violator, he can beat the offender bloody on television. However,

children don't always realize this is not the way thing are handled in

real life. They come to expect it, and when they don't see it the world

becomes bland and in need of violence. The children then can create the

violence that their mind craves.

The television violence can cause actual violence in a number of

ways. As explained above, after viewing television violence the world

becomes bland in comparison. The child needs to create violence to keep

himself satisfied (Dorr 127). Also the children find the violent

characters on television fun to imitate. "Children do imitate the

behavior of models such as those portrayed in television, movies, etc.

They do so because the ideas that are shown to them on television are

more attractive to the viewer than those the viewer can think up

himself" (Brown 98). This has been widely seen lately with the advent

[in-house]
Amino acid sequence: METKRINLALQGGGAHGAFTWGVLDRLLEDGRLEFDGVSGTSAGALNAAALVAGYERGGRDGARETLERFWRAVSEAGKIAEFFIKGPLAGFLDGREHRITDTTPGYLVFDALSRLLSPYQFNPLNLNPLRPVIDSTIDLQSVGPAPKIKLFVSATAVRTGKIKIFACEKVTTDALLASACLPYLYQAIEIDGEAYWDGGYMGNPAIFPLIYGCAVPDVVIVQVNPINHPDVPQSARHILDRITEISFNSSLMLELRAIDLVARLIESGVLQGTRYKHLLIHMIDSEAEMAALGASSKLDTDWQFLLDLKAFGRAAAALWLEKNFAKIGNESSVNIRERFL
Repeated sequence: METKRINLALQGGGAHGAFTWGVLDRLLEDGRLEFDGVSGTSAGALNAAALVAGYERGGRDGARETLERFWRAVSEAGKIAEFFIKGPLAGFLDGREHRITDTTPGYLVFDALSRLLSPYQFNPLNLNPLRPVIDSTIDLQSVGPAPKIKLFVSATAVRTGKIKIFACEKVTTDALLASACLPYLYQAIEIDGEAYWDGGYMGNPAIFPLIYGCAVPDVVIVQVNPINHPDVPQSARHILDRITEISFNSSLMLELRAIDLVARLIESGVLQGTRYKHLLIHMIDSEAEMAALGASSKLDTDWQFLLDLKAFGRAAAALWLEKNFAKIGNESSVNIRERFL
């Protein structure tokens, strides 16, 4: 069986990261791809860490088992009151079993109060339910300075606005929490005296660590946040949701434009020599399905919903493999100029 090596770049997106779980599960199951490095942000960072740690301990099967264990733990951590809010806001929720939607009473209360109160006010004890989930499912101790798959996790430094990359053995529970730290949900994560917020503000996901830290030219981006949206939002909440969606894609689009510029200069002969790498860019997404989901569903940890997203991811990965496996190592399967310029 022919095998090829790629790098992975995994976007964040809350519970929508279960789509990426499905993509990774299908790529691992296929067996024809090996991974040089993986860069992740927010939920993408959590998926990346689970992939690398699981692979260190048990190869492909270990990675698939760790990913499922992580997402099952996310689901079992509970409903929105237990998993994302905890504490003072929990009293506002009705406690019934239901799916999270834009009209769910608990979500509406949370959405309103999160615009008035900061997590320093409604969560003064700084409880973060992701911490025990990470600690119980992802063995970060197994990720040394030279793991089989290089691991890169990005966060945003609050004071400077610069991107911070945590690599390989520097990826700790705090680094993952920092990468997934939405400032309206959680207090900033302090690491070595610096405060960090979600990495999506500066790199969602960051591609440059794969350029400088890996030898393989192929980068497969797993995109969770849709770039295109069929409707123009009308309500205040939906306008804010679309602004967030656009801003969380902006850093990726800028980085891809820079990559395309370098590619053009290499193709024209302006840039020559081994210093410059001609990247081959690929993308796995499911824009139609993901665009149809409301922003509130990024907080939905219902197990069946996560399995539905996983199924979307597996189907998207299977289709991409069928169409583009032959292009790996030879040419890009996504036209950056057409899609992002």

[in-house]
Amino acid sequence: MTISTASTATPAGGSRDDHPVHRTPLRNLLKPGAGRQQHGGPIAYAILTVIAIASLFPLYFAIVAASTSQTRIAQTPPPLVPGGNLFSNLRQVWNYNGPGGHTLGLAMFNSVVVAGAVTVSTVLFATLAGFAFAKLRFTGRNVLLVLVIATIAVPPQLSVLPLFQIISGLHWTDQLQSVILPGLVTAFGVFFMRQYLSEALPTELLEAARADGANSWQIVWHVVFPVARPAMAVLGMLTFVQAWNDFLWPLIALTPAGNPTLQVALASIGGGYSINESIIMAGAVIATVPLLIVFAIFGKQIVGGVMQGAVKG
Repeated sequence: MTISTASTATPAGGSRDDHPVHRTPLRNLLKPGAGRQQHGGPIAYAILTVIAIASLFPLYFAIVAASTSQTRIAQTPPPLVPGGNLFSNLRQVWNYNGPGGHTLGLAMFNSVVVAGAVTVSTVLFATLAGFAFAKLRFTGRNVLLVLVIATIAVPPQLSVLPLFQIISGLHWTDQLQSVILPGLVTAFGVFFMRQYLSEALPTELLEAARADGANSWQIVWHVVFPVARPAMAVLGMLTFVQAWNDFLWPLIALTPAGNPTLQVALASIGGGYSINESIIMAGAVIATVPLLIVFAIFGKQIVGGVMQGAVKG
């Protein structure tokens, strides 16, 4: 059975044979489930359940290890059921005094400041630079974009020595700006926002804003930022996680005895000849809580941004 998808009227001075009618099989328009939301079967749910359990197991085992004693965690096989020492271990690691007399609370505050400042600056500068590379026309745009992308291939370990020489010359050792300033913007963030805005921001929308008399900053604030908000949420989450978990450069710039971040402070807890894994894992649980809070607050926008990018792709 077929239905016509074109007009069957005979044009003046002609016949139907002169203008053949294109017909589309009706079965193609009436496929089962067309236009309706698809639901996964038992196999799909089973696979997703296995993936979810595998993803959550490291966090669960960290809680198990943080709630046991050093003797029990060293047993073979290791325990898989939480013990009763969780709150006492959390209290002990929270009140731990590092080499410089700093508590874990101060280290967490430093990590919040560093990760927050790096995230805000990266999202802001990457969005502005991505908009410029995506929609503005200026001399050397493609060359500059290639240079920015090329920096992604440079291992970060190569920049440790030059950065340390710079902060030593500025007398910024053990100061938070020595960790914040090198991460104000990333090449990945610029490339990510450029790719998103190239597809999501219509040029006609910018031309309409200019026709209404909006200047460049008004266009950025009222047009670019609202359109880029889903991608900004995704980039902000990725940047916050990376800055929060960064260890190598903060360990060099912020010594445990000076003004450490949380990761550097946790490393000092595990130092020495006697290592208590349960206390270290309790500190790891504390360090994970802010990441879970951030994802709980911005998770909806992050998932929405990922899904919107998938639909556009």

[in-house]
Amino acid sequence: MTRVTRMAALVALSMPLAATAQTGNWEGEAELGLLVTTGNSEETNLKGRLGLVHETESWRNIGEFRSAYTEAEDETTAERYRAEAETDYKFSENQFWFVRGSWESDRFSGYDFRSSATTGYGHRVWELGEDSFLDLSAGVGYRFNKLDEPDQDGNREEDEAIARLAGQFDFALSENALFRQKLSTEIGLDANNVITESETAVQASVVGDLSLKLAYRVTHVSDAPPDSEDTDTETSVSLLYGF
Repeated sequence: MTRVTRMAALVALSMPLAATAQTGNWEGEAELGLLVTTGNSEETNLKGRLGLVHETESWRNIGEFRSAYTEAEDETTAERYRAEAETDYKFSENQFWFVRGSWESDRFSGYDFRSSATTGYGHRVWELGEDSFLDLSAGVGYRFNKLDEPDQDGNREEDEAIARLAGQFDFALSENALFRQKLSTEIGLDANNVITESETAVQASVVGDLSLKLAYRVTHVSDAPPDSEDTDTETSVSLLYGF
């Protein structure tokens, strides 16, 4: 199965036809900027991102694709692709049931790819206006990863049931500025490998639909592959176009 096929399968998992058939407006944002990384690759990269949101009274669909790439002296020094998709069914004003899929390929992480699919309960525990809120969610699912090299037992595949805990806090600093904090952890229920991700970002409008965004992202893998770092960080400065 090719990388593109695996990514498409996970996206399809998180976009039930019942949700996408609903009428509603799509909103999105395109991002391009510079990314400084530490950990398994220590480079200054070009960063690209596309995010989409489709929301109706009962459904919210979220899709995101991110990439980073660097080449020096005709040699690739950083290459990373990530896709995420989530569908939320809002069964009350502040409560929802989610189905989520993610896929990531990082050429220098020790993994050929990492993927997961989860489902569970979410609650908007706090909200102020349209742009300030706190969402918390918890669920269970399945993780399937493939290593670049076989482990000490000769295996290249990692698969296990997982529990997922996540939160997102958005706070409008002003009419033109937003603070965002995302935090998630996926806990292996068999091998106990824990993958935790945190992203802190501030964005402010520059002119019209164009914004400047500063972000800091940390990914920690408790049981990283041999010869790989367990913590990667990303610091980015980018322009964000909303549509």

of the Mighty Morphin' Power Rangers. Young children cannot seem to get

enough of these fictional characters and will portray them often.

Another reason why television violence causes violence in

children is apparent in the big cities. "Aggressive behavior was more

acceptable in the city, where a child's popularity rating with

classmates was not hampered by his or her aggression" (Huesmann 166).

In the bigger cities, crime and violence is inevitable, expected and,

therefore, is left unchecked and out of line.

Much research into the topic of children and television violence

has been conducted. All of the results seem to point in the same

direction. There are undeniable correlations between violent television

and aggression. This result was obtained in a survey of London

schoolchildren in 1975. Greensberg found a significant relationship

between violence viewing and aggression (Dorr 160),

In Israel 74 children from farms were tested as well as 112

schoolchildren from the city of Tel Aviv. The researchers found that

the city children watched far more television than their farmland